By Daniel Clark –International Relations Student
In the region of Latin America (a region full of diverse culture and history), what was once a flower garden flourishing with color and hope, is utterly a shadow of its former self thanks to the Coronavirus pandemic. Will the COVID-19 affected region be able to comeback from this mess and hold close to the cultures that gives the region its identity? Has there been enough done to minimalize the damage done by the lockdowns? These questions will ultimately depend on factors that are based on government decisions such as measures that were taken, initiatives that were made, etc.
For starters, according to the United Nations Educational, Scientific and Cultural Organization (UNESCO) (n.d.), thousands of artists and creators have been left nearly without sustenance thanks to the COVID-19 pandemic. They have been among the workers most affected by this crisis, not only due to the fragility of the sector, but also because many of them work independently, in small and medium-sized companies or, in some cases, in the underground economy. Knowing how most companies in the region are virtually small in size (and have a history of lacking basic social protection), the pandemic has basically exacerbated the aforementioned deficiency into hordes of inequality and poverty. Thanks to the pandemic in its entirety, we now have state television networks, radio stations and social networks becoming the foremost tools for culture professionals to continue sharing their work through live concerts from their homes, dance shows, art exhibitions, debates, exhibitions of audio-visual materials and films, all driven by creators aware that preserving culture is preserving the future of humanity.
An example of some measurements taken from the multiple governments within the region would be from none other than Costa Rica. With the Ministry of Culture and Youth taken into account, there has been measures that were utilized to strengthen the cultural section of the country, such as the national strategy called ¨Costa Rica Creativa y Cultural 2030¨, that allows an impulse in competitiveness within the sectors of performance, audiovisual, and visual arts (for example: dance, film, and the designing sectors of culture). This can also be seen with the Ministry of Culture of Colombia (MiniCultura, 2020), who has pledged to donate an amount of 160,000 pesos to artists and cultural managers that qualify for this status while under lockdown.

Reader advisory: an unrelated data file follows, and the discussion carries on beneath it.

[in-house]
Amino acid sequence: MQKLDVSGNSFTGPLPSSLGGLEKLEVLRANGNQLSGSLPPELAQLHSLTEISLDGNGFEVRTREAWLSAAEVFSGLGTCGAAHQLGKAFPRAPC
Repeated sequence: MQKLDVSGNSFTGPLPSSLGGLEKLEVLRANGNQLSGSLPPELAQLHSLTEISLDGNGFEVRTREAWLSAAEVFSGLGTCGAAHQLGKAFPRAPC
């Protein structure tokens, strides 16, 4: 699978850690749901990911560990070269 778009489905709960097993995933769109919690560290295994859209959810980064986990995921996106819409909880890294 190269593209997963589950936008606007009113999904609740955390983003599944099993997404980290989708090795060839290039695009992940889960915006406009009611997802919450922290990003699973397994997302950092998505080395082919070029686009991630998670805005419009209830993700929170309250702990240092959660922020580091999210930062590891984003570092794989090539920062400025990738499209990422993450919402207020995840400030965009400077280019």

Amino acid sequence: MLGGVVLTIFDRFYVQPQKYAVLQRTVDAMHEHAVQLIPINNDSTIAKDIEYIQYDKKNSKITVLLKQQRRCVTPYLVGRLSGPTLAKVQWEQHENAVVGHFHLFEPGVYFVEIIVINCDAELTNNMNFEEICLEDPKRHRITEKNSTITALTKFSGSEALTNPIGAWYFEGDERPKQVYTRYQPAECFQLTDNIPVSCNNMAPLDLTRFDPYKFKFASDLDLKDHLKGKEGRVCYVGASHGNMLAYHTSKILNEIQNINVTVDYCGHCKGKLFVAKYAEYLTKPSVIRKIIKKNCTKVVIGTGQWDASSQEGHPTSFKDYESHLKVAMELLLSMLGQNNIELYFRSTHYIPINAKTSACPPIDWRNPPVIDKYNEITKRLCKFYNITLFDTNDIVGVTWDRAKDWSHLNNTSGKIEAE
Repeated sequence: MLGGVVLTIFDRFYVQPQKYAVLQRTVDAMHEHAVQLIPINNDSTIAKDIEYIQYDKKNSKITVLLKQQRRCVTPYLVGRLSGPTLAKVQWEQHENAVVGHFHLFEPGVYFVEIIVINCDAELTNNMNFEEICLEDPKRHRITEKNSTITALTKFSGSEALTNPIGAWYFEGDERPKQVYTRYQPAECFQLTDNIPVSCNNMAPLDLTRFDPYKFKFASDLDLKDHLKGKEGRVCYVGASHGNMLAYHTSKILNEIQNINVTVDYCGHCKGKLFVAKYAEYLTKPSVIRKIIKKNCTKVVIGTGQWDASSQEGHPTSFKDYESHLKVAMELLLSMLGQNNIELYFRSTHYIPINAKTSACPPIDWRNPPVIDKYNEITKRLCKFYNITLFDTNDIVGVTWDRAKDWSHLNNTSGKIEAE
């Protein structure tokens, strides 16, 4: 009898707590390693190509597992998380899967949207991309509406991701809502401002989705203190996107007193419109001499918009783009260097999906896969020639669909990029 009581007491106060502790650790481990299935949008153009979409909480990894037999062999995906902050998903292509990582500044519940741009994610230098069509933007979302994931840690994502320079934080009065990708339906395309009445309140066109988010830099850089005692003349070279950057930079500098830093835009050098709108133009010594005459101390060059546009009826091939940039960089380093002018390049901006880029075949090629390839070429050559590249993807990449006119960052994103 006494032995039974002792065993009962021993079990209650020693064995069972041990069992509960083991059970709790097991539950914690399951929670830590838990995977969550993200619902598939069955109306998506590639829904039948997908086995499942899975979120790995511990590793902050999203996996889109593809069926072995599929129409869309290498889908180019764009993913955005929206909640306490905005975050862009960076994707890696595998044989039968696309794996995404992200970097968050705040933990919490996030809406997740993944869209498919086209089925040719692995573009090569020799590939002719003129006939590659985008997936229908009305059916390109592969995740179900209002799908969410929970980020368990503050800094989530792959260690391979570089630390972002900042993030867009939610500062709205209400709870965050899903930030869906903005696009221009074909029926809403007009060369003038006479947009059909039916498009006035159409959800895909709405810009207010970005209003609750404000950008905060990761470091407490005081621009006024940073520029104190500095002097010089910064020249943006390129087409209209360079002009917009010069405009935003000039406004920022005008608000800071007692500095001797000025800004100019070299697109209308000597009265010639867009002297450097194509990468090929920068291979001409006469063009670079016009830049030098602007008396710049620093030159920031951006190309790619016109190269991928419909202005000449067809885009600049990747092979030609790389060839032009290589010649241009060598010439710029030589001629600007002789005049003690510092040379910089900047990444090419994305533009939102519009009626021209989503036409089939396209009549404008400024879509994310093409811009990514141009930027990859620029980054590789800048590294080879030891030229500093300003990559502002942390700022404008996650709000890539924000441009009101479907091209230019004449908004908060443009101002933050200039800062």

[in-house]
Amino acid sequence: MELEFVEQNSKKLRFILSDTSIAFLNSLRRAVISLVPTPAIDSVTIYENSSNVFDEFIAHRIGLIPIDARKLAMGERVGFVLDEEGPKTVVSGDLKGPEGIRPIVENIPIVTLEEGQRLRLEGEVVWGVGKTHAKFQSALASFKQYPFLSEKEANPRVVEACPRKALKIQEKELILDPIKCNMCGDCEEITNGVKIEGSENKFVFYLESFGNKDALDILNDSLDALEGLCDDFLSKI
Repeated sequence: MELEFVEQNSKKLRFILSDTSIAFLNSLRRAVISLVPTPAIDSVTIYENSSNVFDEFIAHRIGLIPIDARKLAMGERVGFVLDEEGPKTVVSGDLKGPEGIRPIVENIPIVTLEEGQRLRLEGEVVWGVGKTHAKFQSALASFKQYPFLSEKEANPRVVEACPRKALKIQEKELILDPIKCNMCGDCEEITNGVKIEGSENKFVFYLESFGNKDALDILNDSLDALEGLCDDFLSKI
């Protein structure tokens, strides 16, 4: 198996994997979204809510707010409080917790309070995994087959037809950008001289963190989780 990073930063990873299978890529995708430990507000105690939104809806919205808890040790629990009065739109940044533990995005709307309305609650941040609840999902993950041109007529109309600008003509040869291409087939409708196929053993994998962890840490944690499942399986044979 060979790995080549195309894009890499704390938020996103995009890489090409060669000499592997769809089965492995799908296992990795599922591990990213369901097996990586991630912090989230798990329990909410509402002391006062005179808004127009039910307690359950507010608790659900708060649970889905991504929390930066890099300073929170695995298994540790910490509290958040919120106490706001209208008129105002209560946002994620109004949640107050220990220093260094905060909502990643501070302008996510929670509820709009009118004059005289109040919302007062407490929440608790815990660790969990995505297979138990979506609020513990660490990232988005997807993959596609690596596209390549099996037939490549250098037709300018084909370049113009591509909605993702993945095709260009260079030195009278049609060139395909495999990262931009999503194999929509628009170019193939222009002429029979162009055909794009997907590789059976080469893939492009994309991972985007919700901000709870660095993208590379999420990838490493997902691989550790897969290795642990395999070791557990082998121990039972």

While it has been evident that governments in the region have been taking action to reserve the pillars of the culture section, this has not come without any hindrances. For instances, the Ministry of Culture in Argentina (2021) had to inform the general public that all museums that fall under the section of Greater Buenos Aires had to be suspended due to the pandemic itself. To add on, one must remember that many governments in the region had to put restrictions on many cultural activities and events to avoid the increasing of COVID-19 cases, just like the Ministry of Culture, Arts and Heritage of Chile had to inform the general public of the country that events requiring large amounts of people could not exceed 200 (Ministerio de las Culturas, las Artes y el Patrimonio, 2020).
In short, there are many initiatives being made by the governments of the Latin American region to preserve the culture section of their respective country, albeit with some setbacks. Whether it be by mandatory restriction or assists in proposition, the whole of Latin America has realized the leverage the pandemic holds on general culture and the damage that it can do. Therefore, the countries will do all that they can to preserve the arts that gives its society life and its children a legacy to remember.